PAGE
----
Team India's batting coach had recently said that India needs Rohit Sharma at the No. 3 spot if they intend to score over 300 runs in a one day, but looking at the Mumbai batsman's performance, it seems that Cheteshwar Pujara would have been a better option for the visitors.

'The Turbanator' fails to deliver for India

Harbhajan Singh, who had the backing of skipper Virat Kohli, was almost non-existent at Galle where the pitch provided fair bit of assistance to the spinners. Harbhajan bowled 25 overs in the match and took just one wicket on a track where his teammate Ravichandran Ashwin bagged 10 wickets.

Far from being a threat, Harbhajan failed to make use of the conditions and looked flat in both length and body language. The 35-year-old seemed more desperate than eager as the pressure to perform and retain his place in the Indian side must have crossed his mind.

While Ashwin kept troubling the opposition batsmen by flighting the ball more often, the veteran spinner continued to bowl a flat trajectory which was glaringly inefficient. The only delivery that brought forth the Harbhajan of old was when his arm ball whizzed past the bat of Dinesh Chandimal, who nodded in admiration.

Five-bowler strategy backfires

India's ploy of going into the game with five specialist bowlers at the cost of sacrifing a batsman backfired badly as they did not have the batting firepower to chase even a modest target. The middle-order lacked spine and succumbed to the pressure.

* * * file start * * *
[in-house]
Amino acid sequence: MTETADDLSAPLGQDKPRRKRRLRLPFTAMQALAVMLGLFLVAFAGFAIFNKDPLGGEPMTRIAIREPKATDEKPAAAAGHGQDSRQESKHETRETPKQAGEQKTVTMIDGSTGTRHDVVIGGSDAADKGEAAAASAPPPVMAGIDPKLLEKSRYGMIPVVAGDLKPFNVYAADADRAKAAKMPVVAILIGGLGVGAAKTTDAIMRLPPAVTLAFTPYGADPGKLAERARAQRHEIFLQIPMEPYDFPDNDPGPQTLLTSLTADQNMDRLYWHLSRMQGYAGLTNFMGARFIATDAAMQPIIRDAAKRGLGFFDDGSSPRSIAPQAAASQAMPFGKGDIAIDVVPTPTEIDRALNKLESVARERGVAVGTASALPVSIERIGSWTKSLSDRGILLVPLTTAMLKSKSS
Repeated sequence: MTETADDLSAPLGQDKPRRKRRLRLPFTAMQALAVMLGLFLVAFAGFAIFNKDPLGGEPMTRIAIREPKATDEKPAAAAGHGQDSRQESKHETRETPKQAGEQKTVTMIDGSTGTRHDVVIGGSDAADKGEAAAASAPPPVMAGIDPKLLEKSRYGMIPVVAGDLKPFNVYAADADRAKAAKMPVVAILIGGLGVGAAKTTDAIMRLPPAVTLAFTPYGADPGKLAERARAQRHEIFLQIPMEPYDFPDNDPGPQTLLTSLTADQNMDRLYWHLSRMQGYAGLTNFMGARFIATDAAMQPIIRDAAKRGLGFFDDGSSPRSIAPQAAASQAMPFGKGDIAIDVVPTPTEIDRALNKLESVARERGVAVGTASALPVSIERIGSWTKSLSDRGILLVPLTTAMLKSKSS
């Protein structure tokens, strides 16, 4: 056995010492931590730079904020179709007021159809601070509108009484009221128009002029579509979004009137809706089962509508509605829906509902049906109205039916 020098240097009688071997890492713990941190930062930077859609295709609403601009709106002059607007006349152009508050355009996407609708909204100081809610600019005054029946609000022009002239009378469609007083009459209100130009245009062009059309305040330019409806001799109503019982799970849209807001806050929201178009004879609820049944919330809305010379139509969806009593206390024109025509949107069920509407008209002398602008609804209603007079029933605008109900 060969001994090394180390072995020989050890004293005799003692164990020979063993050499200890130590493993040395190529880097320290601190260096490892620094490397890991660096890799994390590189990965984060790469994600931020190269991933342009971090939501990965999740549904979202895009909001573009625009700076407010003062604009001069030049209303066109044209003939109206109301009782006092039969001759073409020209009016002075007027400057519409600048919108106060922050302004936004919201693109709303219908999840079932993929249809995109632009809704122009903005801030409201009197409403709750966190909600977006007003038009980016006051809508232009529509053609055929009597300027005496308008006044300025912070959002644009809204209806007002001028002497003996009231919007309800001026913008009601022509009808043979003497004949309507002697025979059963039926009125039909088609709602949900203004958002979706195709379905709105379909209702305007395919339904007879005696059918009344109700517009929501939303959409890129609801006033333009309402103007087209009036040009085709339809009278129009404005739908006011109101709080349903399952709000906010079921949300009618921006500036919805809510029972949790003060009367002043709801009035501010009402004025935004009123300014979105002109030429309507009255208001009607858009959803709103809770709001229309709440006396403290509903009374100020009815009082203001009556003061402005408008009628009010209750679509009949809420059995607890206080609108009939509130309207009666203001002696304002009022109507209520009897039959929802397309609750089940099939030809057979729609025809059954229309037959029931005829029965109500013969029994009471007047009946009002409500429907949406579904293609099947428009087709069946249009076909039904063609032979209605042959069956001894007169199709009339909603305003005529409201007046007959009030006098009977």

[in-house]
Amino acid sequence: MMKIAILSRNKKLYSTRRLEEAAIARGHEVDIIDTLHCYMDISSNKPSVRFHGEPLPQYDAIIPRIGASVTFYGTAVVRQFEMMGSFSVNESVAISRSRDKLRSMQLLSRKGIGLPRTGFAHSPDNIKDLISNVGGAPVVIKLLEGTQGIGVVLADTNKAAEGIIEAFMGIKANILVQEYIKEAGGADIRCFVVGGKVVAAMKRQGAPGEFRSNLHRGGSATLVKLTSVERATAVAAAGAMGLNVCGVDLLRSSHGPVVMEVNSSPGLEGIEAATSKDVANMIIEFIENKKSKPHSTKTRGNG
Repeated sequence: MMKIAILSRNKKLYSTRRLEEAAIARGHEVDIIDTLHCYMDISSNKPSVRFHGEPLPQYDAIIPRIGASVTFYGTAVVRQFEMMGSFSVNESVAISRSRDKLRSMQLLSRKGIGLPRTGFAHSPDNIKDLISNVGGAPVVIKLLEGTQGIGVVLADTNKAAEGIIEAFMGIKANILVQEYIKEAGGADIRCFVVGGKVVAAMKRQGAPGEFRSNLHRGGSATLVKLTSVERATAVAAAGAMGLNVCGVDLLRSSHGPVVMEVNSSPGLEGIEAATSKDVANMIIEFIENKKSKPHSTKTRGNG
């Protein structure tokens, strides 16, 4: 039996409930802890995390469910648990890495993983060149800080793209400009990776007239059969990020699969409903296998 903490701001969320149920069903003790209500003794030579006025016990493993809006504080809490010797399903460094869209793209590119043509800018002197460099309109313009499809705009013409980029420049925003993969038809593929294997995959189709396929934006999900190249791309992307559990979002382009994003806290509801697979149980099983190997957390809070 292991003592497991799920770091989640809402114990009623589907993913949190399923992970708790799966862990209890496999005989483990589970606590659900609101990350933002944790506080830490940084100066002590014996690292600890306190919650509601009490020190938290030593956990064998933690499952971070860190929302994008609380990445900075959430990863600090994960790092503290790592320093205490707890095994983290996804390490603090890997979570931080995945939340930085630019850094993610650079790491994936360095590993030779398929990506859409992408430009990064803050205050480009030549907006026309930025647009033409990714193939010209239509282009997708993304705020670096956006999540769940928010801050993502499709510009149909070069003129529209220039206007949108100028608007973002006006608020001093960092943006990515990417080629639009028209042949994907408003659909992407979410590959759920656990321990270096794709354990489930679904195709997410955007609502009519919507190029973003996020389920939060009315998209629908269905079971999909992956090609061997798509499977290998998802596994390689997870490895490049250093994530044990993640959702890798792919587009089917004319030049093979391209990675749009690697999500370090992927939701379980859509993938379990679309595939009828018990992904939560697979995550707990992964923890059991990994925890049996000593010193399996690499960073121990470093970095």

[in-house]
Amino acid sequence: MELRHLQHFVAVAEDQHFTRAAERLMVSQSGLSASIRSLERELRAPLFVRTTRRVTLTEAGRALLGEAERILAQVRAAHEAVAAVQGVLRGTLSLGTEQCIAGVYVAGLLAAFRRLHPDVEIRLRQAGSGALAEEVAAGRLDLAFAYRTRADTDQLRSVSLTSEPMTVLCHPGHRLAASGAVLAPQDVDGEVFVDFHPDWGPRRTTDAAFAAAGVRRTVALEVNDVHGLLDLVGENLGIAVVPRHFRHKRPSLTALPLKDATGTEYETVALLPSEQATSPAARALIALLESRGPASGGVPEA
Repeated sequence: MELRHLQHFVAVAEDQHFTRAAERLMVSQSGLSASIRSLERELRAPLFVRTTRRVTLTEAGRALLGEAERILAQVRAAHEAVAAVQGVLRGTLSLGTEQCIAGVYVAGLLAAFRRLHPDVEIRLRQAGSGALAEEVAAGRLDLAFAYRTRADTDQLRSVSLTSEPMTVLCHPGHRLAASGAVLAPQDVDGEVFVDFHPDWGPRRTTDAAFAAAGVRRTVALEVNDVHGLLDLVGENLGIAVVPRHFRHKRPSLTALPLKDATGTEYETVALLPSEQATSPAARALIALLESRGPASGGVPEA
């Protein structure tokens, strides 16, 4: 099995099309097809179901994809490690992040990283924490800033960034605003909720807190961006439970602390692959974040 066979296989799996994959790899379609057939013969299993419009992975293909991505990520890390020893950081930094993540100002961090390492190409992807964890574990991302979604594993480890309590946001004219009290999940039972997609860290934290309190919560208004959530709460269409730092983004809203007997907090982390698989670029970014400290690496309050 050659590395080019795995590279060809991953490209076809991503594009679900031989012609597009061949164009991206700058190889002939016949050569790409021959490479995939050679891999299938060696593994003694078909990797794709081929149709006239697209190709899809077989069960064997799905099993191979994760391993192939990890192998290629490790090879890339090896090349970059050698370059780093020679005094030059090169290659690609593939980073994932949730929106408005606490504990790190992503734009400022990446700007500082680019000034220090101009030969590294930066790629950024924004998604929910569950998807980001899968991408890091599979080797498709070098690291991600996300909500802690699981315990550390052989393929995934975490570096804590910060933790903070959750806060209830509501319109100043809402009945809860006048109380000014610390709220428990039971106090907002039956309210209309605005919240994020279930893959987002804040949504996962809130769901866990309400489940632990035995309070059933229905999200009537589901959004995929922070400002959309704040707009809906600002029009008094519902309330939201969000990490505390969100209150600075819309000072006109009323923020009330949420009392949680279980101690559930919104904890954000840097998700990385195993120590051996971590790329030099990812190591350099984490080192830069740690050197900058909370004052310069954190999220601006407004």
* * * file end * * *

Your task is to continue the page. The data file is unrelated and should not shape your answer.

Murali Vijay's injury ahead of the first Test had already weakened the Indian batting and Virat Kohli's decision to play five specialist bowlers meant that the tourists were short of a frontline batsman. Rohit Sharma, who's presence was expected to strengthen the batting at No. 3, failed miserably and so did the Indian team.

Barring Ajinkya Rahane and Shikhar Dhawan, none of the other specialist batsmen could get a score in double digits as India lost six wickets for just 55 runs in the pre-lunch session. If India struggled in the batting department, the availability of an extra bowler failed to lift the side.

Playing both Amit Mishra and Harbhajan Singh, especially at the expense of an additional batsman, proved too costly for the Indian team. The duo bowled 14 overs between them in the first innings, but neither were particularly needed, with Ravichandran Ashwin running through the Lankan batting order.

In the second innings, the duo bowled 34 overs between them, with Mishra picking up three wickets and Harbhajan taking just one. Harbhajan rarely looked threatening and leaked 4.29 runs per over. And after India's forgetful outing at Galle, it seems that skipper Virat Kohli should have played an extra batsman instead of either one of them.

First published: 15 August 2015, 6:26 IST
 
Rohan Raj @ro4an_raj

After a poor stint in gully-cricket quashed his hopes of turning pro, Rohan moved away from the playing field and began criticising those who were still on it. Football eases his mind and watching City paint Manchester blue is his elusive dream. When not talking, thinking or dreaming about sports, Rohan can be found listening to EDM or watching movies. A sports correspondent at Catch News, he has previously worked with Hindustan Times, Daily Bhaskar and India Today.